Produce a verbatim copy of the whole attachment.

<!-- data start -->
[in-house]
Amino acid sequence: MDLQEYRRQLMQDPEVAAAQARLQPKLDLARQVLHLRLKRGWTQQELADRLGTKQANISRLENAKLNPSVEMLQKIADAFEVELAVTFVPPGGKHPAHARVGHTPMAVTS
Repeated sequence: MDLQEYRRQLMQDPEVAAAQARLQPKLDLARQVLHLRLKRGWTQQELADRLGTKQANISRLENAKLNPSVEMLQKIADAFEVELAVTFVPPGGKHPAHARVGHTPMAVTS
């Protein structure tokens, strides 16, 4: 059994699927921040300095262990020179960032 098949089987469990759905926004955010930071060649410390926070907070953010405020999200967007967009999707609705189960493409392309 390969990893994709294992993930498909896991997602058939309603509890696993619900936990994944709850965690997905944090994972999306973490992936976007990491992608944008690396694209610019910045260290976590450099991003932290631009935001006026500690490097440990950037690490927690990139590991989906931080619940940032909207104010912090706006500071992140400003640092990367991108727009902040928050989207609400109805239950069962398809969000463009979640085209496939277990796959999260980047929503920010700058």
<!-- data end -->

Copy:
[in-house]
Amino acid sequence: MDLQEYRRQLMQDPEVAAAQARLQPKLDLARQVLHLRLKRGWTQQELADRLGTKQANISRLENAKLNPSVEMLQKIADAFEVELAVTFVPPGGKHPAHARVGHTPMAVTS
Repeated sequence: MDLQEYRRQLMQDPEVAAAQARLQPKLDLARQVLHLRLKRGWTQQELADRLGTKQANISRLENAKLNPSVEMLQKIADAFEVELAVTFVPPGGKHPAHARVGHTPMAVTS
């Protein structure tokens, strides 16, 4: 059994699927921040300095262990020179960032 098949089987469990759905926004955010930071060649410390926070907070953010405020999200967007967009999707609705189960493409392309 390969990893994709294992993930498909896991997602058939309603509890696993619900936990994944709850965690997905944090994972999306973490992936976007990491992608944008690396694209610019910045260290976590450099991003932290631009935001006026500690490097440990950037690490927690990139590991989906931080619940940032909207104010912090706006500071992140400003640092990367991108727009902040928050989207609400109805239950069962398809969000463009979640085209496939277990796959999260980047929503920010700058």